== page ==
Keyvan Mostafavi

118 karmaJoined


Thanks Michael! I was asking myself exactly these questions when reading the article.

With the French branch of Anima International, we also made similar estimates to evaluate our work with school and university canteens in France. We plan to make a post about this analysis. The results made us decide to look for more effective interventions.

A few points about your post:

  • We used a similar methodology as you. In particular, we didn't estimate the number of animals lives saved, but the number of days of suffering averted (as you did). See our recent post: Fighting animal suffering: beyond the number of animals killed
  • in France, the breakdown of different types of animal products is different in canteens than in households (relatively less chicken meat is eaten in canteens than in households for instance). It may also be the case in the UK, which would decrease or increase the cost-effectiveness, depending of which types of meat are over-represented in canteens
  • even if we advocated mainly for plant-based meals in France, often our partners implemented vegetarian meals, which often contained eggs. Since egg meals (particularly coming from caged hens) cause a lot of suffering (approximately as much as in chicken meals), it signifcantly lowered our effectiveness. So it would be worth checking in your analysis that the meals were shifted to 100% plant-based ones
  • all this discussion doesn't take into account the long-term effects of having children eating more plant-based when they are young. We tried to review the scientific litterature about such effects, but we concluded that it hasn't been studied enough to support continuing this program. 

Another good example of the difference between the number of animals killed and the number of animals alive at any point in time is with shrimps and insects. This report (Shrimp: The animals most commonly used and killed for food production, see figures 1 and 2) from Rethink Priorities estimated that in 2020 : 

  • the total number of farmed shrimp killed per year is equivalent to 40% of the number of farmed insects slaughtered to produce food and feed and others that die prior to being processed
  • the total number of farmed shrimp alive at any moment is equivalent to 2.7 times the number of insects alive at any point in time on farms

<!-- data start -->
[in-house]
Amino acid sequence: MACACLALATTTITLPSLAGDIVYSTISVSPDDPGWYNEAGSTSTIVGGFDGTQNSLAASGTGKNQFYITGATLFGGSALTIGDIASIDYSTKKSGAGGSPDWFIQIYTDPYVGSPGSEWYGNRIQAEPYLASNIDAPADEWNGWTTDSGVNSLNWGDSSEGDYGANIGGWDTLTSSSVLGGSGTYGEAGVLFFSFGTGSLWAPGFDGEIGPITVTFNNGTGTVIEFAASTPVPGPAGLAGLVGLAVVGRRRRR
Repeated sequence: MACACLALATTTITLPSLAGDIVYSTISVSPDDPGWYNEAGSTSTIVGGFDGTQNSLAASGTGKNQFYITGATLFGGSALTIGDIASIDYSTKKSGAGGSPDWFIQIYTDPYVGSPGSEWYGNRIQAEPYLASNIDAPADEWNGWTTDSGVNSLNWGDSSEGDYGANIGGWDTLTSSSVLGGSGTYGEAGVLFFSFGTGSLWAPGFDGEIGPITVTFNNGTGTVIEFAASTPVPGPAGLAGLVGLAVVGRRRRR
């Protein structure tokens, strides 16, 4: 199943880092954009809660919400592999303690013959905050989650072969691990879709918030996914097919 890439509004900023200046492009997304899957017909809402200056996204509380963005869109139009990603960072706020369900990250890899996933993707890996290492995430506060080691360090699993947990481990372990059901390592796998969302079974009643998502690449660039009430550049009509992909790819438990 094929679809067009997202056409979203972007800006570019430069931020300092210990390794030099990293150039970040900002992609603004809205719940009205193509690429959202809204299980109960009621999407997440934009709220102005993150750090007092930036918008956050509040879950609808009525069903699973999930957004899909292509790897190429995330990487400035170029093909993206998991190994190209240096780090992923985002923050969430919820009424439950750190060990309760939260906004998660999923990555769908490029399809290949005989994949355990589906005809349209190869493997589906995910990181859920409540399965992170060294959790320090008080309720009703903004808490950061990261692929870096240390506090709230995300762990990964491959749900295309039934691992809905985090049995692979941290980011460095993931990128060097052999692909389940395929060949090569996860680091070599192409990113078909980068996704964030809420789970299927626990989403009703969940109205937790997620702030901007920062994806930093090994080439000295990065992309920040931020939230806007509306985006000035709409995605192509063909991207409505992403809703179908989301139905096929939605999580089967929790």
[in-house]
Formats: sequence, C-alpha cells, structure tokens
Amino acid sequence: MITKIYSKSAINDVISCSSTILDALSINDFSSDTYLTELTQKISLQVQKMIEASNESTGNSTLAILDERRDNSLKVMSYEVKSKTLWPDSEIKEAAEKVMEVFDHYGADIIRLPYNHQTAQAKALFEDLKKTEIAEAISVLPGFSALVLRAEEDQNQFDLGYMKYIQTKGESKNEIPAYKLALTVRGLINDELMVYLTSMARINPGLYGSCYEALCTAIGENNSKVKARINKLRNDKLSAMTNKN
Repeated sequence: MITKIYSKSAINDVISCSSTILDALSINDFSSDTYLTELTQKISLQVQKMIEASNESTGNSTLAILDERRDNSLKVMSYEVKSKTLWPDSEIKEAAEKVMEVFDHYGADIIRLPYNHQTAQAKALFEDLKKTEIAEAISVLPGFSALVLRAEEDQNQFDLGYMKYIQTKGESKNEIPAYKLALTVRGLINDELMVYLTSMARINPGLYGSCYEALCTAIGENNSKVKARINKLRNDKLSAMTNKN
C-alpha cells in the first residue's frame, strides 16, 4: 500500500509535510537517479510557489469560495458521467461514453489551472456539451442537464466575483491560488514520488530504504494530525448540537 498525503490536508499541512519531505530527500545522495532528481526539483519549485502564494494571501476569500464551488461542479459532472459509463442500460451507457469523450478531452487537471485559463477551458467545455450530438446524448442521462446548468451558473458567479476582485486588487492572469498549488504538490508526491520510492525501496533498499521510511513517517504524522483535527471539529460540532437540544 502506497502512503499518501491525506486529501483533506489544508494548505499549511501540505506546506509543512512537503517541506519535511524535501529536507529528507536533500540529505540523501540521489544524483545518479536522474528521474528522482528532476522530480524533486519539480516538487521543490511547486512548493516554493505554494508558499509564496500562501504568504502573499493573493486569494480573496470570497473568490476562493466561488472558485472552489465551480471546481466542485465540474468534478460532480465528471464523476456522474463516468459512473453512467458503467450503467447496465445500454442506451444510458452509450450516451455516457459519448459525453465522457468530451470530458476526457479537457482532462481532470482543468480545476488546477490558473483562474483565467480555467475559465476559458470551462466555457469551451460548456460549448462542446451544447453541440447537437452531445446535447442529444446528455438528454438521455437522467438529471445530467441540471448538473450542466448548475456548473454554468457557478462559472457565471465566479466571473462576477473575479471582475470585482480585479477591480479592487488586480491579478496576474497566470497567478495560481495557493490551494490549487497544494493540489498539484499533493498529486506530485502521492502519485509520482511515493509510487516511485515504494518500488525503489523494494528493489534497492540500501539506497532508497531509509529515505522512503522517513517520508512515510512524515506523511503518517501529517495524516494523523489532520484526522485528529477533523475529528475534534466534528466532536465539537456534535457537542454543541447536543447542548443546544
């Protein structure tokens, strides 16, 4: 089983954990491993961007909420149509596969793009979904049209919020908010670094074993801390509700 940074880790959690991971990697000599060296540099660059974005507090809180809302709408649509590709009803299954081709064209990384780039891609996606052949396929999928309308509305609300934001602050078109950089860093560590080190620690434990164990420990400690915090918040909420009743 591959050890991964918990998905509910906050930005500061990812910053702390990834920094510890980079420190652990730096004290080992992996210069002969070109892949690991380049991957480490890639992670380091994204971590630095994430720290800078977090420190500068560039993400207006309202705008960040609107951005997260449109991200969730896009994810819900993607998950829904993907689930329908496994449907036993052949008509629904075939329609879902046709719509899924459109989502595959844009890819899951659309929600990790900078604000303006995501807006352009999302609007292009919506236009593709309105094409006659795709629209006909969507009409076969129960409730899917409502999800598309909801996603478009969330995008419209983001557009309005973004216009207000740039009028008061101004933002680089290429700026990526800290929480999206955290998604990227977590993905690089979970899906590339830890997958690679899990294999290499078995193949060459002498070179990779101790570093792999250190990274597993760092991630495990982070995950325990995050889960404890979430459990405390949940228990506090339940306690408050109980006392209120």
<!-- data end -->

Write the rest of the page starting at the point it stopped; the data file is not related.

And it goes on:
(Note that the number of insects farmed may have increased since 2020)
Thanks @William McAuliffe for pointing that out to me.

@Laura Duffy @Bob Fischer 
A question about your methodology : If I understand correctly, your placeholders are probability-of-sentience-adjusted, but your key takeaways are not (since they are "conditional on sentience").
Why having adjusted for sentience in your placeholders but not in your key takeaways ?

Yep, we agree. I meant that the degree of certainty of "an egg meal produces more suffering than one beef meal" is much bigger than your formulation implied. ie : "higher, by some calculations"

I think that my message was poorly written. I'm really not a specialist on this question so I don't know if there exists an egg brand that doesn't produce net suffering. 
I just wanted to say that the beginning of your post ("I'm not a vegan, but I've long felt troubled by the fact that eggs have such a high suffering-to-calorie ratio — higher, by some calculations, than beef") seemed inaccurate. 

I'm french so I have nothing to say directly about your question, but I would like to emphasize that most types of eggs are almost certainly way worse than beef and pig when considering animal suffering.
Using Faunalytics estimates, eating these different dishes creates this quantity of suffering : 

  • chicken : 0,1 animal live et 5,2 days in farm
  • pork : 0,002 animal life and 0,33 days in farm
  • beef : 0,0004 animal life and 0,33 days in farm
  • egg (omelette) : 0,01 animal life and 4,9 days in farm 

And it doesn't account for the relative badness of being a broiler vs a laying hen vs a pig vs a beef. 

Also, the Welfare Footprint project estimates that cage-free hens live better lifes than caged hens, but still painful lifes.